Primary night leaves Republican incumbent lawmakers behind in several races

COVID-19 safety protocol signs posted outside a polling station at Inlet View Elementary School on Tuesday. (Photo by Kavitha George/AKPM)

Several incumbent Republican state legislators were trailing their challengers in the primary election. 

Tens of thousands of absentee ballots won’t be counted until next week. But some of the incumbents are trailing by large margins and will have a difficult time catching up. Several of the Republican incumbents who are losing had caucused or worked closely with Democrats. 

RELATED: Here’s what primary voting in Anchorage looked like

As of 10:50 p.m. on Tuesday, Senate President Cathy Giessel was behind challenger Roger Holland by more than 1,000 votes, a margin equal to more than 40 percent of the votes cast. 

Holland says Giessel and other incumbents didn’t listen to voters. 

“It just seemed like the voters were not being heard, the voters were being told. And I think that is just repeated in district, by district, by district. And I think the powers in Juneau are paying the bill tonight,” Holland said.

RELATED: Here are the races to watch in the primary election

Two other senators — Natasha von Imhof of Anchorage and John Coghill of North Pole — also are trailing, but by smaller margins. Von Imhof is losing to pastor Stephen DuPlantis, while Coghill is losing to Robert Myers, a truck driver. 

Two South Anchorage representatives who were crucial to forming the current multiparty House majority — Chuck Kopp and Jennifer Johnston — were losing by large margins. Kopp is facing petroleum engineer Tom McKay and Johnston is facing retired oil industry worker James Kaufman.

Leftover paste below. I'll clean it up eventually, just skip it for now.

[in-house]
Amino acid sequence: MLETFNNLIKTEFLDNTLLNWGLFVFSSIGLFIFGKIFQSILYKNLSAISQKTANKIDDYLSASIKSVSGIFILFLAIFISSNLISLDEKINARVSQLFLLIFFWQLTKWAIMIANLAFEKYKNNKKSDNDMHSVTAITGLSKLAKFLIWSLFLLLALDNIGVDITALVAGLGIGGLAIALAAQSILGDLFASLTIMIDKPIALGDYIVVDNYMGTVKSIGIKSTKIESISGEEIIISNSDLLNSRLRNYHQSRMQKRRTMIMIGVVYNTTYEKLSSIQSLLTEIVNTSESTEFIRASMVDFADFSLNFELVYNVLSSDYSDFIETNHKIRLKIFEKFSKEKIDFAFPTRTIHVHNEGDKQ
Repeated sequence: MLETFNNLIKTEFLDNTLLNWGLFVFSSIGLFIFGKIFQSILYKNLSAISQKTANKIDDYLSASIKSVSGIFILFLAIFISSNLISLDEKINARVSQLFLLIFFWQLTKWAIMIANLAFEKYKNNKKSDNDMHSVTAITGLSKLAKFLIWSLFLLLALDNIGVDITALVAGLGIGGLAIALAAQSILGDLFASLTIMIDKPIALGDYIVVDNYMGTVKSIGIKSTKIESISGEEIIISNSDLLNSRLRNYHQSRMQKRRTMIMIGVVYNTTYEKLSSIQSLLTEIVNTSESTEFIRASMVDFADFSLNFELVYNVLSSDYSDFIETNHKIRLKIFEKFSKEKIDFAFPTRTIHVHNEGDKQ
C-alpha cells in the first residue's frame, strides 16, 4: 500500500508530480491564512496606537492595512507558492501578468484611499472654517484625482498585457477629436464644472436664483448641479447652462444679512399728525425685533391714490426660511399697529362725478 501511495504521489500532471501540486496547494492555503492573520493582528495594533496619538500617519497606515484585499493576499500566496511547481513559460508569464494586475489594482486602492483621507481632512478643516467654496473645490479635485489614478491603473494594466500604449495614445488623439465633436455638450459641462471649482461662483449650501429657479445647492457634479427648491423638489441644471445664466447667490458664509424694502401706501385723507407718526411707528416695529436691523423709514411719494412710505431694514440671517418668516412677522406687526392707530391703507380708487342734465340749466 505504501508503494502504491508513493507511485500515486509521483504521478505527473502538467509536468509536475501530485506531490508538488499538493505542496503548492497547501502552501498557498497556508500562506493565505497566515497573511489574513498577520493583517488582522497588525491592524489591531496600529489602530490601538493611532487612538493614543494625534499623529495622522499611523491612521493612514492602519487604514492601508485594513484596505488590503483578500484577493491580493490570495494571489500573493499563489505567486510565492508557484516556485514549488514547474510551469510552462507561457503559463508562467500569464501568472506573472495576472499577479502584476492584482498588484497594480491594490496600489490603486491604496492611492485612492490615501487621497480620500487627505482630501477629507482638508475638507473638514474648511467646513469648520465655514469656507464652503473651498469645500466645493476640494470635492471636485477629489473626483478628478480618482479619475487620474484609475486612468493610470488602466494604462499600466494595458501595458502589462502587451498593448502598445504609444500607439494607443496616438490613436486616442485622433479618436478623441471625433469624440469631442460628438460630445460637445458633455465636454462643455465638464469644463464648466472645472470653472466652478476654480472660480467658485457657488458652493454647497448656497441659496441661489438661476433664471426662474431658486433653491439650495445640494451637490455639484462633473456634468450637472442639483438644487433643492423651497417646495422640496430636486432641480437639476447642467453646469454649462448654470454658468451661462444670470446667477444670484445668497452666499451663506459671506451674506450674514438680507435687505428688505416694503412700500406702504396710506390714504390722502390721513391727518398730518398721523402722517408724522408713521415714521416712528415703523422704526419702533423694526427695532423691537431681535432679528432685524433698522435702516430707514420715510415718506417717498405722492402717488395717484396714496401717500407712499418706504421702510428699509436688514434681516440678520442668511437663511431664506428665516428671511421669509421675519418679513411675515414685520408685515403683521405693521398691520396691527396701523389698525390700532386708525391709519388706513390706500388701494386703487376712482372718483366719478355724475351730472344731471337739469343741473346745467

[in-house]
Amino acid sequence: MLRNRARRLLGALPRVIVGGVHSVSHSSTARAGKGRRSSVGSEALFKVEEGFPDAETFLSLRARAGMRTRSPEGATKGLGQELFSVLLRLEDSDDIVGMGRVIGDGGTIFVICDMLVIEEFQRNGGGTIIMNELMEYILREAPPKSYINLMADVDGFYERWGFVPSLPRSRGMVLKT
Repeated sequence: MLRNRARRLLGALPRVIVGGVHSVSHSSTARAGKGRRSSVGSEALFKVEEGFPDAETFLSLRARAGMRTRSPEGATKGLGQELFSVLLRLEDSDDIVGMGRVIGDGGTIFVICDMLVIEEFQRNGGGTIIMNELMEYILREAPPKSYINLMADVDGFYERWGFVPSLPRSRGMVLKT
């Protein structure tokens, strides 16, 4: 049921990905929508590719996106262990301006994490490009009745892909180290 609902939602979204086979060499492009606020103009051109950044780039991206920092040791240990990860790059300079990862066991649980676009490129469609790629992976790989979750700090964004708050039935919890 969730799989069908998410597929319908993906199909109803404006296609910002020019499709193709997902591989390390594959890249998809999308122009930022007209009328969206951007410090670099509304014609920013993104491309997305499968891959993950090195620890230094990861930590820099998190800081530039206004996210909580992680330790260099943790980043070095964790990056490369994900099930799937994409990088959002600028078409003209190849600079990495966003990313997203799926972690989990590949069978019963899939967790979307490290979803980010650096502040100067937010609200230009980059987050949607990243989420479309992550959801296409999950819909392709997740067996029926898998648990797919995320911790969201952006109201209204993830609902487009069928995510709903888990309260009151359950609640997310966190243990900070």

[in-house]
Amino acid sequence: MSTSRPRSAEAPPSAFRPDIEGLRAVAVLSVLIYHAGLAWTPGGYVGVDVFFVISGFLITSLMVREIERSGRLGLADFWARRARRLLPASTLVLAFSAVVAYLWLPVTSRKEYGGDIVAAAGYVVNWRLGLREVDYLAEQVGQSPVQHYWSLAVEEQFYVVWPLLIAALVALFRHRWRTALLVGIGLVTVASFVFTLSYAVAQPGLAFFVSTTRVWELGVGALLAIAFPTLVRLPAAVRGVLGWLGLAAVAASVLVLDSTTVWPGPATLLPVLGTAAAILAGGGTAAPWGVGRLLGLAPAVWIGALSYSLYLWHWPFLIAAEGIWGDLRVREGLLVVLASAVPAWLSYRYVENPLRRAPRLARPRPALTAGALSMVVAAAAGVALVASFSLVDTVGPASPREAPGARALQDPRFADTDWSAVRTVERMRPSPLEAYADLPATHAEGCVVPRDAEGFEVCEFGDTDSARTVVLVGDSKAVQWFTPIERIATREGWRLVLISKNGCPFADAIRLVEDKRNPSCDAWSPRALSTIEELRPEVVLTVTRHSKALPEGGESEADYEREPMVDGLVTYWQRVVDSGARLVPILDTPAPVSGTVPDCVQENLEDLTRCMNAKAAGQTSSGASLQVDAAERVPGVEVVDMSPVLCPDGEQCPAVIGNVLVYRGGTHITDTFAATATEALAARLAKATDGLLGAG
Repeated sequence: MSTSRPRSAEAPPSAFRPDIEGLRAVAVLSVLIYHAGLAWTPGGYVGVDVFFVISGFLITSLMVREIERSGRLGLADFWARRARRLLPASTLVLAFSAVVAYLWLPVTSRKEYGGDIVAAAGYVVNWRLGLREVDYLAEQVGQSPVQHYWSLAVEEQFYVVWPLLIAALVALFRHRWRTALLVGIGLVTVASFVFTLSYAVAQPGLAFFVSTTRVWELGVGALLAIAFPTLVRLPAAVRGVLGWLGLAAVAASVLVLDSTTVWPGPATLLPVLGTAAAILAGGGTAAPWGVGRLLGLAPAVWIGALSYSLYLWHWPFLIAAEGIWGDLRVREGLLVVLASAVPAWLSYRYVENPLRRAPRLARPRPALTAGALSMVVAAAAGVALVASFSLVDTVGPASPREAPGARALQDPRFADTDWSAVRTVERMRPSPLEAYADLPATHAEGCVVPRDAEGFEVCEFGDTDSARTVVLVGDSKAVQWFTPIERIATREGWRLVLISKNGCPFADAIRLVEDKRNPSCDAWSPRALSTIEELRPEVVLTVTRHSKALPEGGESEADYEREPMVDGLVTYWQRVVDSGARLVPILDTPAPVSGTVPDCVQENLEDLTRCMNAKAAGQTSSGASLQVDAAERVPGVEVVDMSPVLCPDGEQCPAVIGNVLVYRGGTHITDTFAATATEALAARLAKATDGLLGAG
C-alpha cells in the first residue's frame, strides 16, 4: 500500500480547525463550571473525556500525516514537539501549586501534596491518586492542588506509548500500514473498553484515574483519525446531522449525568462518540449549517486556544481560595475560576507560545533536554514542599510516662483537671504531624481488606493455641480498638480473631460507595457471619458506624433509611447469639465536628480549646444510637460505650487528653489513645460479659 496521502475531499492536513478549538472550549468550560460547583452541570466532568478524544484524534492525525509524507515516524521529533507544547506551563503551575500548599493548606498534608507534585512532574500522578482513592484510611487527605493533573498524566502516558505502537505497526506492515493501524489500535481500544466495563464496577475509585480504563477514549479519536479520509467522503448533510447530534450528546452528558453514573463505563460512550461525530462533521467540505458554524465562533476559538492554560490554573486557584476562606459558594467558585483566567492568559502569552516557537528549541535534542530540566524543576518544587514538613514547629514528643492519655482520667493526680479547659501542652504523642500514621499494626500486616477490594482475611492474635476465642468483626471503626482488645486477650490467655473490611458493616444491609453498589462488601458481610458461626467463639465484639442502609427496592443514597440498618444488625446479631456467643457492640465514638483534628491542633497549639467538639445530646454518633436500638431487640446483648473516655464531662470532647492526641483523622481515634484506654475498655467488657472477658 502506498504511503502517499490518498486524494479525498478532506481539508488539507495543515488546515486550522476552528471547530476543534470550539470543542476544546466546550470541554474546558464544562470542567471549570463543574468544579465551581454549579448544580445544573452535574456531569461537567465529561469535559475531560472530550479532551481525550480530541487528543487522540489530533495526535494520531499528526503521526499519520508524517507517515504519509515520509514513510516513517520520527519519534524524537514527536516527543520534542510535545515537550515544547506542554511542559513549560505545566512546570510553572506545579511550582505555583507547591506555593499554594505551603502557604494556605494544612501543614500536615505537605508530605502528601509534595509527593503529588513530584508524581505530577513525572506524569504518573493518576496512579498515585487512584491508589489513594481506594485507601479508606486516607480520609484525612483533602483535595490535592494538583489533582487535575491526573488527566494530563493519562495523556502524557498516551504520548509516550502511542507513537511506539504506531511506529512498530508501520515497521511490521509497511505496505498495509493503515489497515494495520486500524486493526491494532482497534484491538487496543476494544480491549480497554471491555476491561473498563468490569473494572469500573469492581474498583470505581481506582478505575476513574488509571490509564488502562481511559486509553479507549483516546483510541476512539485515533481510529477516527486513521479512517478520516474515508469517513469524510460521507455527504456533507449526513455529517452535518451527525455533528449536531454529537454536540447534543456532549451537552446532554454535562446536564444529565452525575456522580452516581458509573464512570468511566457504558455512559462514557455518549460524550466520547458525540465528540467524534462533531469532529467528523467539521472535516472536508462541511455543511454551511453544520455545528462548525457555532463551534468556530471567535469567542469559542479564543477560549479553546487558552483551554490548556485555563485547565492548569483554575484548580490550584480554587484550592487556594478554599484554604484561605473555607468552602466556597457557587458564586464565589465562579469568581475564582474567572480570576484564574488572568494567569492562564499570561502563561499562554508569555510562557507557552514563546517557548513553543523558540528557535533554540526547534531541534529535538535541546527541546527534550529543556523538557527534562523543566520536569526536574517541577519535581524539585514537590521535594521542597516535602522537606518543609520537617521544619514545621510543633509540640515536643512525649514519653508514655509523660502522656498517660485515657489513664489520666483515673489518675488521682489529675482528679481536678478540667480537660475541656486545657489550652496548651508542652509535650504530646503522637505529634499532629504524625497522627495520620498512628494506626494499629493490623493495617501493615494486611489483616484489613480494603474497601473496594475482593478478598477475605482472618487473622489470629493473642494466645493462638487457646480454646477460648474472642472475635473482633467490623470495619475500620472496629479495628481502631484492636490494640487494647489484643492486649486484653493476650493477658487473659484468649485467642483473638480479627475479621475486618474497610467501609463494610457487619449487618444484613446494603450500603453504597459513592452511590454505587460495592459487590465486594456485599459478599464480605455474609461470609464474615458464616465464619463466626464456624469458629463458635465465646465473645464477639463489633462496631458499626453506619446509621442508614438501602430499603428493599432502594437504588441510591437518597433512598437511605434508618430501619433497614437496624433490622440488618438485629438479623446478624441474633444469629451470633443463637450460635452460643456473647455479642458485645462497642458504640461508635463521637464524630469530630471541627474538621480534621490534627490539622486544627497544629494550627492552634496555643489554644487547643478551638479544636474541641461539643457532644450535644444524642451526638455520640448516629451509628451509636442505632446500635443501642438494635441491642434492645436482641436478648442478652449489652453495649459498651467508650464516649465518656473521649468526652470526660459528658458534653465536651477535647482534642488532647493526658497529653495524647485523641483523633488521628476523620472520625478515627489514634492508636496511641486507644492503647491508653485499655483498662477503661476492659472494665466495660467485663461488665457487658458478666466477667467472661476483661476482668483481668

A common thread running through these races is that the incumbents had voted to fund permanent fund dividends at less than the amounts under the formula in a 1982 state law. The last time the state paid the full dividend was five years ago. 

But some incumbents who advocated for higher dividends also lost. 

Rep. Gabrielle LeDoux had roughly one-quarter as many votes as her challenger, military contractor David Nelson. LeDoux is facing a trial for alleged voter misconduct in previous elections. A court hearing that had been scheduled for Thursday has been rescheduled for October. 

Other Republicans incumbents losing their races include Eagle River Rep. Sharon Jackson, who was challenged by family therapist Ken McCarty, and Big Lake Rep. Mark Neuman, who was losing to cargo pilot Kevin McCabe. 

The primary also set the candidates for the elections for the U.S. Senate and House. U.S. Sen. Dan Sullivan didn’t have a challenger. Independent Al Gross won the Democratic primary to face Sullivan over Edgar Blatchford and Chris Cumings. 

Rep. Don Young defeated two challengers for the Republican nomination. He will face independent Alyse Galvinin a rematch. Galvin won the Democratic nomination.

Andrew Kitchenman is the state government and politics reporter for Alaska Public Media and KTOO in Juneau. Reach him at

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